Members of Faculty Council and system administrators are pursuing the addition of faculty and staff representation on the University of Colorado Health and Welfare Trust.
During its May 10 meeting at 1800 Grant St., the Faculty Council discussed various calls for employee representation on the trust, which oversees the university’s self-funding of health insurance. Members of Staff Council earlier in the year called for such representation in light of administrators’ questions about the current role of the University Benefits Advisory Board (UBAB).
E. Jill Pollock, vice president of employee and information services, told Faculty Council that she has “no intent of getting rid of UBAB,” and that she’s “absolutely committed” to having non-voting representation by faculty and staff on the trust.
Because the trust had to be ensured of a good, stable financial environment during its first years, Pollock said, the initial structure and role of the trust focused heavily on financial and legal aspects.
Stuart Schneck, professor emeritus of neurology and the retiree member of UBAB, spoke at the Faculty Council meeting, saying that UBAB recently stressed to President Bruce Benson that because “CU employees participate in funding the trust, they should take part” in trust meetings without voting rights. UBAB members say their board could be a liaison between employees and the trust; he and UBAB Chair Bruce Neumann plan to meet with the president later this month to discuss the issue.
In other business at the May 10 meeting:
- Pollock gave an update on the Integrated Student Information System (ISIS), which was hampered by technical problems during its first year. “We’re better than a year ago, but have a long way to go,” she told the council. “We have seen a significant drop in the number of issues, the severity of those issues and the duration of an outage or problem.” She said the ISIS system is stable, “but the ‘plumbing’ underneath is not stable. We have a lot of work to go yet.”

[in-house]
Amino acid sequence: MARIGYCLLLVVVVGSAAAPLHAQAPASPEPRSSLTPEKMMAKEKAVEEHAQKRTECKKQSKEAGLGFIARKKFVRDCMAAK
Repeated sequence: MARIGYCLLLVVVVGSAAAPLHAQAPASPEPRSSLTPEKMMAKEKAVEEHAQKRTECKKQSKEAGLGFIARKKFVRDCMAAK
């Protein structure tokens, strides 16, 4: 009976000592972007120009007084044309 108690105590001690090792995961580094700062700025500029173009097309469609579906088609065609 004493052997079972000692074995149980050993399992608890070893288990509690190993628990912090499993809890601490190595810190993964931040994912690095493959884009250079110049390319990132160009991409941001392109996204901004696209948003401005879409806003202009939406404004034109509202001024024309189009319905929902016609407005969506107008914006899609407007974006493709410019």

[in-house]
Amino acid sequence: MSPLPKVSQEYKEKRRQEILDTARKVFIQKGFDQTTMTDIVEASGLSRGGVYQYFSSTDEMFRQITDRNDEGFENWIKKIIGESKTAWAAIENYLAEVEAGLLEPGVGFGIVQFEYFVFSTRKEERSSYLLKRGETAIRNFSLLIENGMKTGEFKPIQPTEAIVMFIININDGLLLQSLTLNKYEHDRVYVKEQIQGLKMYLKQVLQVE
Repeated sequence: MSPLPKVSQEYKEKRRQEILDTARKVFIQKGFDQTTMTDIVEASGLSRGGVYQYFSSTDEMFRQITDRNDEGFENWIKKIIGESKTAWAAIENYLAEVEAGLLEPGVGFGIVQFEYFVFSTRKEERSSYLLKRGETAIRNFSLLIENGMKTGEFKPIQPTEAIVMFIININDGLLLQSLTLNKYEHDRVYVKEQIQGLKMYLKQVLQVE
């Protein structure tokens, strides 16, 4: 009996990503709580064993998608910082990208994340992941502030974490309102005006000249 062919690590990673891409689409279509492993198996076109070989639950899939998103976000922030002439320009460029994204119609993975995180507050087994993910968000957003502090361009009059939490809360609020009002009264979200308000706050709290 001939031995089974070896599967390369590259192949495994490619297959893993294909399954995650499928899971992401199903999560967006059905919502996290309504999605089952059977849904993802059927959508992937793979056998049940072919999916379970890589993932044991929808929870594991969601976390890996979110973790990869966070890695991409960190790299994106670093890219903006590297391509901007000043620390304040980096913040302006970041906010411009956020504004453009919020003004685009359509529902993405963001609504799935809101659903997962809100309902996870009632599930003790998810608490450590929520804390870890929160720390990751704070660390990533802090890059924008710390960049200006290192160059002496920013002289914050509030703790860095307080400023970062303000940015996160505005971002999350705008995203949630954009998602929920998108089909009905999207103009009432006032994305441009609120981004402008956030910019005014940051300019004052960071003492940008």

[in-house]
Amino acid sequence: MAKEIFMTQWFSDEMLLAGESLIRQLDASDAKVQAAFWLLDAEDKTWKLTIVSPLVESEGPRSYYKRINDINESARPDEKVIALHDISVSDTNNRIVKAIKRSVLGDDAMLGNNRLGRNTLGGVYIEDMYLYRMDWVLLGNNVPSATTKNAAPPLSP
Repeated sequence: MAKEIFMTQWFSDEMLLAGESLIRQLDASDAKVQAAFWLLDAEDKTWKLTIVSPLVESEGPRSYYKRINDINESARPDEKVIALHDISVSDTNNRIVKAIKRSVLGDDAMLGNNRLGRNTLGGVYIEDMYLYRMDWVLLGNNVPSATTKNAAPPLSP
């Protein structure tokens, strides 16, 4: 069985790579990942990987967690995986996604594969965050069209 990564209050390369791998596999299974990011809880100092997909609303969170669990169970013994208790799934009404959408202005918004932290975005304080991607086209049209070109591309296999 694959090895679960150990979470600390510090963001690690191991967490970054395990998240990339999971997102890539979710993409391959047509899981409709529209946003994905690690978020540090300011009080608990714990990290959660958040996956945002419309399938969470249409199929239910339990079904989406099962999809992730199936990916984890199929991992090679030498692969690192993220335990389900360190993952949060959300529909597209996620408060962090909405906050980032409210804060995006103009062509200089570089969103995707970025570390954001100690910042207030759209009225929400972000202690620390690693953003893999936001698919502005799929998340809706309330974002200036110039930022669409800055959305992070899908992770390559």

- Outgoing Chair Mark Malone discussed the Faculty Council Ad Hoc Committee on Salary Issues and Equity, which is embarking on research about the equity of faculty salaries across the system. “This is partly an attempt to be proactive and assess where we are in terms of salary compression,” Malone said. The goal is to encourage the university to have a plan in place to reward “uncompensated merit” once economic conditions in the state and at the university improve.
- Pollock said salary competitiveness also is being studied by administrators at the request of the Board of Regents. The university already examines salaries at peer institutions and will continue to do so; it also will look at pay at comparable private sector businesses. A faculty adviser will take part in the study.
Malone and incoming Faculty Council Chair Melinda Piket-May stressed the need for new committee chairs and members of the various Faculty Council committees in the coming year.